Vietnam is an incredible place to live and work. You will find yourself diving into a pool of opportunities and English teaching jobs are certainly not hard to find. It is possible to lead a comfortable to a fancy life with fewer working hours and more time to enjoy life as a foreigner. The expat community is huge and the Vietnamese are most likely to be welcoming and helpful.

In the previous blog, we have already talked about certifications and visa requirements types of teaching jobs available throughout the country, and income that you can expect from teaching. If you are still unsure if this is for you, I am going to debunk a couple “myths” from a local’s perspective. These are stories that you might have not heard from elsewhere.

1. WHAT IS THE BEST PART OF TEACHING ENGLISH IN VIETNAM?

If you are lucky enough to be teaching at a good school, you take the job seriously with satisfaction and fulfillment, congratulations!

Teaching can be a very meaningful and rewarding type of job that does not only help you to go by daily life, save up and enjoy yourself but also, more importantly, you are making your student’s dreams come true. It is a fulfilling role because one can influence and mould the future of individual students in a major way with guidance along with positivity. Vietnam is a booming country and English proficiency is no doubt a plus to a must. Besides, your ability to help out students improve their English and see their improvement while learning about their culture/lives is something else. You also benefit yourself with your creativity for physical, interactive, and engaging activities to make learning fun. Moreover, making new friends from all over the world has never been easier within your dynamic working environment.

2. WHAT ARE COMMON CHALLENGES?

  • Lack of resources: In your classroom back home, you might get used to most modern teaching materials such as screen projectors, whiteboards, laptops, and provided programs. In a developing country, everything is just beginning. It seems like you don’t have a choice that you either have to recycle your own materials and get more creative with what you can do.
  • Limited support: Starting off as a freshman, you are new to almost everything, whether you are experienced or not. The pressure to adapt to the new environment and show that you are a good fit with your performance can be challenging. Working cultures varies differently in different countries, there is a chance that you do not receive enough supports from your headteacher, your assistants, etc. Remember to voice your concerns and questions, that should save you bunches of time rather than doing it all alone.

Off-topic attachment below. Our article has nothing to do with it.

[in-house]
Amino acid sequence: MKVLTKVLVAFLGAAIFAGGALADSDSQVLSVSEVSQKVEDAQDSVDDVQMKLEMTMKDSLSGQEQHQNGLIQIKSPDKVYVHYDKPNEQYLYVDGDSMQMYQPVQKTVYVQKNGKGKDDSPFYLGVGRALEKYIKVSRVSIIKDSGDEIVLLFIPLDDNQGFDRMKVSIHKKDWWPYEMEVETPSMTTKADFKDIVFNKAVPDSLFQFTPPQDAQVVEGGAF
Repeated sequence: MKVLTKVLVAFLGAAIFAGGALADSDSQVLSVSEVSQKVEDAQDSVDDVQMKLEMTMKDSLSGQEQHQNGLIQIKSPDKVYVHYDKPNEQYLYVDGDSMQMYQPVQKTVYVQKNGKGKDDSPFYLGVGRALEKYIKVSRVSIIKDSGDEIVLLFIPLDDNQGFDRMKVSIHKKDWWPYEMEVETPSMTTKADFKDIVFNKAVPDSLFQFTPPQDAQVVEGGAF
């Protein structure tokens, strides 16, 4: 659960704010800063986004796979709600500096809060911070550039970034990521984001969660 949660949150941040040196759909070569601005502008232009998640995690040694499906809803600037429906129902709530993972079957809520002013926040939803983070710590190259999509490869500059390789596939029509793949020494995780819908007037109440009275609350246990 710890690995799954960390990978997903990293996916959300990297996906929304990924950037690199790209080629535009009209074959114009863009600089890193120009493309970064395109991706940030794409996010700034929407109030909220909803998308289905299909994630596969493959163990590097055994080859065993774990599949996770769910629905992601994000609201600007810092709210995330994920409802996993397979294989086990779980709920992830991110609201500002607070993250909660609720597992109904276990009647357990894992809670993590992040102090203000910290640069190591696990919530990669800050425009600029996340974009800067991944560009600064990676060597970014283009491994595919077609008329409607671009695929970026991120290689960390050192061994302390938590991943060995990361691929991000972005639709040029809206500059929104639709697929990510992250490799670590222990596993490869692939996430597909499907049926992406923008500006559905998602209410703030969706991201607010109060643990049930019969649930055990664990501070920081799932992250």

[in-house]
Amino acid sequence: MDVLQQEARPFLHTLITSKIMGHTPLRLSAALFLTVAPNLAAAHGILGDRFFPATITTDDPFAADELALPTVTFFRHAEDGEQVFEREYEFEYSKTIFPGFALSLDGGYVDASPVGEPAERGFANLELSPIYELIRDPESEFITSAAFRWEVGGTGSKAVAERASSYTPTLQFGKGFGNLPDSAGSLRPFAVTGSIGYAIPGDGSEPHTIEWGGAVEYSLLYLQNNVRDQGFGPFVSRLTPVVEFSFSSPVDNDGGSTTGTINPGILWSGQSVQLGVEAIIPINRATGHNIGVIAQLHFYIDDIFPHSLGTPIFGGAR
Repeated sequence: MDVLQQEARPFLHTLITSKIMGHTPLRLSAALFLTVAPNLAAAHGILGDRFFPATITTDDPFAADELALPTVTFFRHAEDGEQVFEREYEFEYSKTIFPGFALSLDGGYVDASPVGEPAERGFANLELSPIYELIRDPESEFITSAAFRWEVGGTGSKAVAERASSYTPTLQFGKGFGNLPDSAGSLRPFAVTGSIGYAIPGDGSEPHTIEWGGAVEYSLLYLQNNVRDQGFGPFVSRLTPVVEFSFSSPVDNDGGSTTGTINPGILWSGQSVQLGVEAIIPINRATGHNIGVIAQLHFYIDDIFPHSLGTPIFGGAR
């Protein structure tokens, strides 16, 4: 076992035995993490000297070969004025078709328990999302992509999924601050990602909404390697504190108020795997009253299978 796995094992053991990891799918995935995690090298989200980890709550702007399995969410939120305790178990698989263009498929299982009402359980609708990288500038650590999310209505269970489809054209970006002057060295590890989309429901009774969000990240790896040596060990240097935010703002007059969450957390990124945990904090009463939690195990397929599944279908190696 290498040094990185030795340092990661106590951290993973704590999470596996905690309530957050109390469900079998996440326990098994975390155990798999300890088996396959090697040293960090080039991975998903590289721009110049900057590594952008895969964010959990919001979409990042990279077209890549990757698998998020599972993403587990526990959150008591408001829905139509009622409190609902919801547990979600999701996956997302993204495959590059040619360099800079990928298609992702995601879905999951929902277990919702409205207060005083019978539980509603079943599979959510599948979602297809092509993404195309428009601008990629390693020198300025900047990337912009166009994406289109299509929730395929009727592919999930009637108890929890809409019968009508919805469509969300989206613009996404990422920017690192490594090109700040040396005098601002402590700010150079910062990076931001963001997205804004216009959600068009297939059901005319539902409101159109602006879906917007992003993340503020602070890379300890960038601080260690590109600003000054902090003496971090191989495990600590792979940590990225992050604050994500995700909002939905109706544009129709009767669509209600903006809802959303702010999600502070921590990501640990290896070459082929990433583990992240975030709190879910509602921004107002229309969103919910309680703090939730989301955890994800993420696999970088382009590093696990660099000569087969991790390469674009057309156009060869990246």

• Loneliness: It takes time to familiarize yourself with a completely new, different city with strangers especially if you are alone. Remind yourself why you wanted to be where you are now in the first place and be aware that it is not permanent. There are so many things out there waiting for you to discover and enjoy. Besides, you can always gang up with someone from work to grab a beer and share your stories with. English centers are one of the best places to meet up with other like-minded people who also go on the same path as you.
  • Language barrier: You might find it daunting to communicate daily with people around you at the beginning when English is not people’s mother language. It is not shockingly surprising when they are not fluent or even anywhere near “able to communicate”. Keep in mind that your students might feel the same and that is why they need you. Pick up some Vietnamese useful phrases, words anytime you can. You will find Vietnamese hard but not impossible if you just try. People will never say no to helping you out with a difficult word. Learning together is always a fun game to do with laughs and fair shared motivation.

3. HOW TO PREPARE YOURSELF AND AVOID THE POTENTIAL DOWNS?

Make sure you are qualified by getting a TEFL certification, or even better, a CELTA, from an accredited institution. In case you have none of those, give ESL a go or/and earn yourself some teaching experiences. Volunteering is advisable as an English teacher/assistant for some time either back home, or in another country before applying for a job. That way, you can enhance your knowledge, skills and find your stand before committing to a full term. It really is two-way traffic exploring the culture while finding your career path.

Keep in mind that most teachers are paid only for their teaching hours and not the lesson preparation part. Hours can be easily spent working on what you are having for your next class. It is true that some English centers provide English lesson plans but only for full-time positions. Note that tax on teacher’s pay is around 10% for both full-time and part-time teachers.

In conclusion, teaching English is a drastically growing business sector in Vietnam. Thanks to its fascinating customs, legendary cuisine, the hustle and bustle markets, tropical- vibe climate, and super duper friendly people. Despite inevitable ups and downs along the way, you will find your way fitting in such unique vibrancy. Nice jobs and professional units are no needles in the haystack. Keep your head up, be well prepared, stay in touch with other expat fellows and always keep yourself updated.

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